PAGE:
While the benefits of diversity in the workplace are well documented, it also brings about a number of unique challenges. A growing body of research has demonstrated that while diverse workplaces perform better in terms of productivity, they also frequently show lower levels of happiness among employees.

Take, for instance, a prominent 2014 MIT study on gender diversity. While the scope of the research was limited to a single large firm over a period of seven years, it showed that although gender diverse offices performed far better financially than their homogenous counterparts (roughly 41% better), both the men and women surveyed in those offices scored lower in terms of satisfaction and morale.

Other studies have shown broadly similar trends, but as the Harvard Business Review has pointed out, this dynamic is, to a certain extent, precisely the point. Diverse teams can create a feeling of discomfort that actually contributes to better performance. Shaking up the status quo and incorporating new ideas from people with different experiences may be disruptive and uncomfortable, but it also makes new solutions possible. While people may feel more relaxed in an office filled with coworkers who look and think like them, they’re also less likely to be exposed to different ways of thinking that could push them to perform better.

From a practical standpoint, organizations still need to think long and hard about how they’re going to manage the inevitable disruption of embracing diversity. In addition to the question of how the company itself will treat a more diverse workforce, consideration needs to be given to employees themselves. Establishing clear policies and procedures that address potential issues are a good start, but implementing extensive sensitivity training is critical as well; many employees will not even be aware of how their behaviors are affected by cultural biases and prejudices.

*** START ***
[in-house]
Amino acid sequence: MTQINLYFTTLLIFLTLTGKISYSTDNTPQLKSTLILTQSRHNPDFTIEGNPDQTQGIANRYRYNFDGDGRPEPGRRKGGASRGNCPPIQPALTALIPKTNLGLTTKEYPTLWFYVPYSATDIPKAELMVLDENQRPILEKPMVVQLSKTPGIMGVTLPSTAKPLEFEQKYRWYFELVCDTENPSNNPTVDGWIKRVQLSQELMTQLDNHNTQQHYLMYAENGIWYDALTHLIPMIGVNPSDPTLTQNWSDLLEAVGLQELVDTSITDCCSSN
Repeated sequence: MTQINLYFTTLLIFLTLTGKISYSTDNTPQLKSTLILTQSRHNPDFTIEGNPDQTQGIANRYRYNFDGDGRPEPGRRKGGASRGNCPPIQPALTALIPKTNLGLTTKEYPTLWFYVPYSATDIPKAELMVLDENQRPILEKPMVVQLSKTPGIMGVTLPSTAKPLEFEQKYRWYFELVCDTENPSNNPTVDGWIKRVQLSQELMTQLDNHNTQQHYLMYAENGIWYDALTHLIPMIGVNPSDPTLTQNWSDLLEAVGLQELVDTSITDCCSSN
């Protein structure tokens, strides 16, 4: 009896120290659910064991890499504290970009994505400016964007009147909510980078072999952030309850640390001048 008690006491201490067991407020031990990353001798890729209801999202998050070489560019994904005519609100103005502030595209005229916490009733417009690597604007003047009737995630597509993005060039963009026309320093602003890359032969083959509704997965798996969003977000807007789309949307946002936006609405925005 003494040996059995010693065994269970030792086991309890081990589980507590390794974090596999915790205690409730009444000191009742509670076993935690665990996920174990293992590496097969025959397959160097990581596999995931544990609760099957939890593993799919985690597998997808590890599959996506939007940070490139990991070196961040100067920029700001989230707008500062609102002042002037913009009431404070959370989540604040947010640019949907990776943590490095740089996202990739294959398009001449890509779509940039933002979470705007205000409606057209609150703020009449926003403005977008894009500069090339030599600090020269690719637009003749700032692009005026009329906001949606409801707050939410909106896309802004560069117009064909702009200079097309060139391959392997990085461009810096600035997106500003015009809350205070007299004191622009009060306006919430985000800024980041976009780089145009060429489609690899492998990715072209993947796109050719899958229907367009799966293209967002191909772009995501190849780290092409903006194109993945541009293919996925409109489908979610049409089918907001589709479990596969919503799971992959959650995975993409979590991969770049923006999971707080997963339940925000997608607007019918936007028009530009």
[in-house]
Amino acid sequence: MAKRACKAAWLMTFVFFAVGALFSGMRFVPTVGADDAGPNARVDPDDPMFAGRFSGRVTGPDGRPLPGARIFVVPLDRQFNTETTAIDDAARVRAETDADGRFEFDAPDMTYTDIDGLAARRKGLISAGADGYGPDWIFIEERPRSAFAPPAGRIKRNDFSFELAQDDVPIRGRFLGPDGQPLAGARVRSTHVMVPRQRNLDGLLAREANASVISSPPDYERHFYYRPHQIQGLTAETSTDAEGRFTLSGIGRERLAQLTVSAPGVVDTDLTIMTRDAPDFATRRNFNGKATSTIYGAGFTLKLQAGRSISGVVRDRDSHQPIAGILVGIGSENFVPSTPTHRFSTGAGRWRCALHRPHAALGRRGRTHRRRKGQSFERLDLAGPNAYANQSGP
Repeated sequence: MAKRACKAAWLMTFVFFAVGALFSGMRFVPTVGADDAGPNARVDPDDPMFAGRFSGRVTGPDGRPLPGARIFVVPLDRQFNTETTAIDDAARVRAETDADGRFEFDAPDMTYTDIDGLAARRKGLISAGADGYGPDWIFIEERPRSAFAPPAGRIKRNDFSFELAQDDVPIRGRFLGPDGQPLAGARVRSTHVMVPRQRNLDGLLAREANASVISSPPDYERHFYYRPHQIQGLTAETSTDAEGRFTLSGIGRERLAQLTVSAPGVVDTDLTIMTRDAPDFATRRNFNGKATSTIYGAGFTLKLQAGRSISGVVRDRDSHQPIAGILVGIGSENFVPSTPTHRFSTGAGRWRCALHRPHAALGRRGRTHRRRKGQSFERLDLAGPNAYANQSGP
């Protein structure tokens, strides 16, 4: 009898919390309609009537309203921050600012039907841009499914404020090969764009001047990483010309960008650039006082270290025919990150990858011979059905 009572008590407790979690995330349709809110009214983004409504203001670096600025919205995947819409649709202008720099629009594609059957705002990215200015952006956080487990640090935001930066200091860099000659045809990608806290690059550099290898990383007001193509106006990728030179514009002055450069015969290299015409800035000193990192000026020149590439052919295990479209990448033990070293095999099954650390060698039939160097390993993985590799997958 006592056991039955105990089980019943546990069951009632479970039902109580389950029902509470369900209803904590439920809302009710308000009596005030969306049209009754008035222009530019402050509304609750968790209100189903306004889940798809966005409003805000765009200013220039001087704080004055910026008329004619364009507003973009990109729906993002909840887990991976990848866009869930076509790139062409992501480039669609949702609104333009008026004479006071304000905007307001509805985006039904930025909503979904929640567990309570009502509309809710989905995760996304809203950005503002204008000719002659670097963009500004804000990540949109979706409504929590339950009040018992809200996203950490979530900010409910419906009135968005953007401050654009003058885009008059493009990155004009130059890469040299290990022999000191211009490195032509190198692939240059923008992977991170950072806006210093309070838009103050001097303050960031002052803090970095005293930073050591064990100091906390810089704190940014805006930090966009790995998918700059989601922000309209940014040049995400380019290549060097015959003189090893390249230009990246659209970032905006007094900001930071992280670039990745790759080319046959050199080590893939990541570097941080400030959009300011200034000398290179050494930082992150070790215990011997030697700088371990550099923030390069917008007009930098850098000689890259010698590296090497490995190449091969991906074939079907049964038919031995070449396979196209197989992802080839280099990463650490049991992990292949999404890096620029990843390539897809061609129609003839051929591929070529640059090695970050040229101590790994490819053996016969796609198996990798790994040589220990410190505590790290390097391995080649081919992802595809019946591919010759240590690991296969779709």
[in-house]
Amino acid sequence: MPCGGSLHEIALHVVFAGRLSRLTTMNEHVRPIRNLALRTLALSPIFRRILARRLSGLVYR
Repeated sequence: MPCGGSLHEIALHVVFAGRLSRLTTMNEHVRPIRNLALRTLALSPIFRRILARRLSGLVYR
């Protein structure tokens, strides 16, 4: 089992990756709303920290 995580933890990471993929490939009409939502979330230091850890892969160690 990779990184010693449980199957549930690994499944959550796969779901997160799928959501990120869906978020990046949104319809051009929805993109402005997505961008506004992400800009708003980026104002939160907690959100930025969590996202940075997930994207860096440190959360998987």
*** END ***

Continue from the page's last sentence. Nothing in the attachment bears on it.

Hiring for Diversity

Embracing cultural diversity in hiring practices can help to shake up the implicit bias that often leads to companies bringing on the same sort of people. There are a number of ways to incorporate diversity considerations into the hiring process that go beyond simple “token-ism,” which can help ensure that hiring practices help to contribute to innovative work environments. For example, Michigan economist Scott Page suggests implementing data-driven assessments that identify candidates who bring unique ways of thinking to the organization.

It’s also important to remember the ways in which industries that rely heavily upon referrals in job searches (such as Silicon Valley tech companies) can undermine diversity efforts. Much in the same way that hiring for cultural fit can produce a form a “groupthink” conformity, referral networks can often create a culturally similar pool of candidates who have a leg-up in the recruiting process.

Incorporating greater cultural diversity into any organization brings many important advantages, not the least of which is improved financial performance. Making a commitment to that diversity, however, is more than just a simple shift in hiring practices. In order to be successful, any diversity initiative needs to account for how that change will affect existing practices while identifying specific changes that will need to be made to facilitate the transition. While this process can be difficult, the benefits are too substantial for any company to afford to ignore.